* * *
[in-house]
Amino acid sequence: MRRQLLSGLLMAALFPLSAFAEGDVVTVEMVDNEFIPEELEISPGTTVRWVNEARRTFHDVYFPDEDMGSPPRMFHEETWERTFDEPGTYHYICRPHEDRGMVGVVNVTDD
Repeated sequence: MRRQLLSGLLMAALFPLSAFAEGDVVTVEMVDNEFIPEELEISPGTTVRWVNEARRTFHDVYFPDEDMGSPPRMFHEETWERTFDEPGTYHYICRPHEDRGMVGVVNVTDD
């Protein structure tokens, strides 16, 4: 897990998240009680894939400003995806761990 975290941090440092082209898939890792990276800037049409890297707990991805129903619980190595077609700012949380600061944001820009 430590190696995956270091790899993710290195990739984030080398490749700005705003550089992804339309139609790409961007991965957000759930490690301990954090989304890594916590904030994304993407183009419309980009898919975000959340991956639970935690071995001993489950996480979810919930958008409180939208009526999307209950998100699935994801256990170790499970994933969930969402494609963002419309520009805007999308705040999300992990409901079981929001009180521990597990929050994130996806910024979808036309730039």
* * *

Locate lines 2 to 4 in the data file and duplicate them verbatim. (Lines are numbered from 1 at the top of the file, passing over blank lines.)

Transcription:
Amino acid sequence: MRRQLLSGLLMAALFPLSAFAEGDVVTVEMVDNEFIPEELEISPGTTVRWVNEARRTFHDVYFPDEDMGSPPRMFHEETWERTFDEPGTYHYICRPHEDRGMVGVVNVTDD
Repeated sequence: MRRQLLSGLLMAALFPLSAFAEGDVVTVEMVDNEFIPEELEISPGTTVRWVNEARRTFHDVYFPDEDMGSPPRMFHEETWERTFDEPGTYHYICRPHEDRGMVGVVNVTDD
């Protein structure tokens, strides 16, 4: 897990998240009680894939400003995806761990 975290941090440092082209898939890792990276800037049409890297707990991805129903619980190595077609700012949380600061944001820009 430590190696995956270091790899993710290195990739984030080398490749700005705003550089992804339309139609790409961007991965957000759930490690301990954090989304890594916590904030994304993407183009419309980009898919975000959340991956639970935690071995001993489950996480979810919930958008409180939208009526999307209950998100699935994801256990170790499970994933969930969402494609963002419309520009805007999308705040999300992990409901079981929001009180521990597990929050994130996806910024979808036309730039």